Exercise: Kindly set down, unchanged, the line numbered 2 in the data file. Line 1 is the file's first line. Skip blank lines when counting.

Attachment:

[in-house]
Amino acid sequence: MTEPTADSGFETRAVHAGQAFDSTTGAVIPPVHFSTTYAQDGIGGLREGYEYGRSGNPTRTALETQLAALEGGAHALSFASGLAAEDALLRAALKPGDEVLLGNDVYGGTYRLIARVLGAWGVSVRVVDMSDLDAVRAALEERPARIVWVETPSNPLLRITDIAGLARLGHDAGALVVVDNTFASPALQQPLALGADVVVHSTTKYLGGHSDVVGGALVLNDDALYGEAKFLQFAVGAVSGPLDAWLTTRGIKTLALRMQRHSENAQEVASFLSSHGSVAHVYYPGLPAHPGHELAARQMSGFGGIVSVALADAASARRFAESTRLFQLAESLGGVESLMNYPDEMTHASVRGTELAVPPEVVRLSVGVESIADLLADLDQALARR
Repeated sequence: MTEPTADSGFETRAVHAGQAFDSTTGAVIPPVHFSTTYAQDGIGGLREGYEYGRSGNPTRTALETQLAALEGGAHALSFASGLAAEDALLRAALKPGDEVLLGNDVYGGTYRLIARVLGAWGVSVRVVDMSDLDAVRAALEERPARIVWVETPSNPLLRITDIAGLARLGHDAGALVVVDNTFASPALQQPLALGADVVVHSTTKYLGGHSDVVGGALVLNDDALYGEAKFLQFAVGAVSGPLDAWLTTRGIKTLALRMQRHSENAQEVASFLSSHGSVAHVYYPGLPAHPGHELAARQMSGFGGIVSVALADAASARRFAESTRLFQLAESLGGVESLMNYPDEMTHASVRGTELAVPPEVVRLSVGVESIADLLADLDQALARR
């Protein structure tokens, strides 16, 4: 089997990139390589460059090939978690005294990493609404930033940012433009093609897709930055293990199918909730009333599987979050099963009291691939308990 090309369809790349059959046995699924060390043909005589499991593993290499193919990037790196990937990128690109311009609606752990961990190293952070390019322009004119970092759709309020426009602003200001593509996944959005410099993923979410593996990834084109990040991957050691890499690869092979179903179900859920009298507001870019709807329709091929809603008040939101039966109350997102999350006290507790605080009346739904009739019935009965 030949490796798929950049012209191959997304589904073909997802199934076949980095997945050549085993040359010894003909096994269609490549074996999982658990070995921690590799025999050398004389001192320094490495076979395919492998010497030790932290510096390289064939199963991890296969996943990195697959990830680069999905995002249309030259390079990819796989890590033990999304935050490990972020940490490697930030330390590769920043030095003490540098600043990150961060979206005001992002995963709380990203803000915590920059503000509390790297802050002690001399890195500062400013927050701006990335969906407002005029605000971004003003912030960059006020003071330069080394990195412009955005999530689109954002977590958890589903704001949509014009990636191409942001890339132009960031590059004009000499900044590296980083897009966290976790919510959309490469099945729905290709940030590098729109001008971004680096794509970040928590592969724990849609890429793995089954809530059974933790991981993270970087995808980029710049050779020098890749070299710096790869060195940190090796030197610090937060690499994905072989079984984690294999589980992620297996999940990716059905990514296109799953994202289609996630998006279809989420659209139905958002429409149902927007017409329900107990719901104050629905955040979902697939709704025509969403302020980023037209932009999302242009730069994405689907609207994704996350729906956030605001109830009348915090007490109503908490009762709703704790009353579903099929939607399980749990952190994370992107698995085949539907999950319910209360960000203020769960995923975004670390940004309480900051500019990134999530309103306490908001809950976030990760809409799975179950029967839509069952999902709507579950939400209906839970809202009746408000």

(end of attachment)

Amino acid sequence: MTEPTADSGFETRAVHAGQAFDSTTGAVIPPVHFSTTYAQDGIGGLREGYEYGRSGNPTRTALETQLAALEGGAHALSFASGLAAEDALLRAALKPGDEVLLGNDVYGGTYRLIARVLGAWGVSVRVVDMSDLDAVRAALEERPARIVWVETPSNPLLRITDIAGLARLGHDAGALVVVDNTFASPALQQPLALGADVVVHSTTKYLGGHSDVVGGALVLNDDALYGEAKFLQFAVGAVSGPLDAWLTTRGIKTLALRMQRHSENAQEVASFLSSHGSVAHVYYPGLPAHPGHELAARQMSGFGGIVSVALADAASARRFAESTRLFQLAESLGGVESLMNYPDEMTHASVRGTELAVPPEVVRLSVGVESIADLLADLDQALARR